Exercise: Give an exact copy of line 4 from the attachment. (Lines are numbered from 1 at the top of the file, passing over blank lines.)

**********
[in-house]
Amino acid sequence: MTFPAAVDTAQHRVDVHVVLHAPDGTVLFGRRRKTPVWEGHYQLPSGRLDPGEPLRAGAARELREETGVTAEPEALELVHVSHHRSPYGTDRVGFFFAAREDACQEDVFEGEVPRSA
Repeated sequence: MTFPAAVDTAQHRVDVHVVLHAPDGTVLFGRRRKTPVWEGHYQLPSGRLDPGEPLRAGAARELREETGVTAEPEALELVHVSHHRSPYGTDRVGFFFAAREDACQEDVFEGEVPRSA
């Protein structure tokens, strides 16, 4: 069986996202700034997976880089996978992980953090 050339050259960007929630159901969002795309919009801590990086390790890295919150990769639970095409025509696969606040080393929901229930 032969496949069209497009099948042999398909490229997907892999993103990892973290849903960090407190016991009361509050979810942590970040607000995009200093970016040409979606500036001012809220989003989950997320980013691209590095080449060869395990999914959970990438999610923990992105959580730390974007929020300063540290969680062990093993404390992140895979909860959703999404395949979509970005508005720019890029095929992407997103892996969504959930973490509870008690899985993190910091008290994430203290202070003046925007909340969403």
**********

């Protein structure tokens, strides 16, 4: 069986996202700034997976880089996978992980953090 050339050259960007929630159901969002795309919009801590990086390790890295919150990769639970095409025509696969606040080393929901229930 032969496949069209497009099948042999398909490229997907892999993103990892973290849903960090407190016991009361509050979810942590970040607000995009200093970016040409979606500036001012809220989003989950997320980013691209590095080449060869395990999914959970990438999610923990992105959580730390974007929020300063540290969680062990093993404390992140895979909860959703999404395949979509970005508005720019890029095929992407997103892996969504959930973490509870008690899985993190910091008290994430203290202070003046925007909340969403």